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‘Productive and inspiring’: Piet Devos bids adieu to Concordia

The visiting postdoctoral fellow tackles visualist thinking in two final events coordinated by the Centre for Sensory Studies
October 3, 2016
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By Elisabeth Faure

Piet Devos: “Blindness is often defined as the opposite of vision, but that’s not the case at all.” Piet Devos: “Blindness is often defined as the opposite of vision, but that’s not the case at all.”


After a busy year at Concordia, Piet Devos, a visiting postdoctoral fellow at the Centre for Sensory Studies, is returning home to Belgium.

But before he goes, he’s got a few things left on his to-do list — including participating in two major events.

“It has been a very productive and inspiring period,” says Devos, whose research focuses on both sensory studies and disabled writers.

First up, Devos is co-organizing a panel discussion for Engaging the Senses: The 48th Annual Conference of the International Visual Literacy Association, co-hosted by the Centre for Sensory Studies and the Centre for Interdisciplinary Studies in Society and Culture from October October 5 to 8.

“The Distorting Mirror of Blindness: Visual Literacy and Non-Sighted Aesthetics,” will focus on blind artists.

“When I proposed this panel, I was rather amazed to see that this disability hadn’t been discussed that much, so we’ll try to set that right,” says Devos, who himself is blind. He argues that we need to get away from a tendency of “visualist” thinking in the West.

Panellists include sculptor David Johnson, the UK-based blind sculptor whose work was also the focus of an exhibition organized by the Critical Disabilitiy Studies Working Group last Spring.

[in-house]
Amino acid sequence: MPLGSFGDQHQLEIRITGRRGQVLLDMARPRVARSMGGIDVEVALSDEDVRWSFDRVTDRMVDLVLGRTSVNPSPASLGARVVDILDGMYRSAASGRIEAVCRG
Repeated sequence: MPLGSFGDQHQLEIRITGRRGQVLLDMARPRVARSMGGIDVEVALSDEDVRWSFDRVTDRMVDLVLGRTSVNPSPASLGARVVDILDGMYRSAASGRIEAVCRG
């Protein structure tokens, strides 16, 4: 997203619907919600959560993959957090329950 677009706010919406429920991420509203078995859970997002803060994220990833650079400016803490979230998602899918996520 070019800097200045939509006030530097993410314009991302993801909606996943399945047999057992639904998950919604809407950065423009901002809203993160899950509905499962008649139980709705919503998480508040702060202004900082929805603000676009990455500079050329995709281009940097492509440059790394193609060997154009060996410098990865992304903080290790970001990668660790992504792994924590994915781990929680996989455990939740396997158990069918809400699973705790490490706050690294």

“David is going to talk about how he works, and how this work is a reflection on visuality,” Devos explains. “Blindness is often defined as the opposite of vision — darkness, the exclusion of light — but that’s not the case at all.” 
 

Works by David Johnson: "I am concerned with figuring the 'what-it-is likeness' of a sensory deprivation." Works by David Johnson: "I am concerned with figuring the 'what-it-is likeness' of a sensory deprivation."


‘I am mapping my own experience’

In addition to working on his next book while at Concordia, Devos says Centre for Sensory Studies also offered him the chance to take his research in new and unexpected directions. “You are in an environment where lots of people are working on the senses, so you are able to exchange ideas.”

During his time here at the university, Devos began a joint project with McGill researcher Florian Grond, who he initially met at a London conference last year. “Florian was working on sound in relation to disability,” Devos recalls.

The two began creating binaural recordings of Devos’ walks through the city of Montreal, using sound, video and commentary. “I am mapping my own experience, but in a way that others can analyze.”

Devos will use these recordings in his presentation at the opening event of the 2016–17 Beyond Disciplines series, hosted by the Faculty of Arts and Sciences, which promotes interdisciplinary conversations on a variety of topics.

The October 20 kickoff event, “Come to your senses: Sensescapes in research and in life,” will be an interactive sensory event.

Devos is looking forward to introducing audiences to his research. “I think this is a very promising idea,” he says, adding that it could one day lead to the creation of specialized navigation apps.

“If I, as a blind person, go to a place I don’t know, I could listen to how another blind person navigated that space beforehand. That would be like a sighted person looking at a visual map.”

For Devos, the pair of presentations mean he is leaving on a high note. “I’m very excited for both of these events,” says Devos. “It’s a great way to wrap up my time at the Centre for Sensory Studies and at Concordia.”


Engaging the Senses: The 48th Annual Conference of the International Visual Literacy Association
runs from October 5 – 8.

Beyond Disciplines: Come to your senses: Sensescapes in research and in life, takes place October 20, from 5 – 7 pm, in room 2.260 of the Engineering, Computer Science and Visual Arts Integrated Complex (EV). A reception will follow in room 11.725.

This event is free, open to the public and wheelchair accessible. Daycare and ASQ / LSQ are available upon request, with 48 hours’ notice. Space is limited, RSVP required: RSVP.fas@concordia.ca.

Find out more about Concordia’s Centre for Sensory Studies.

 



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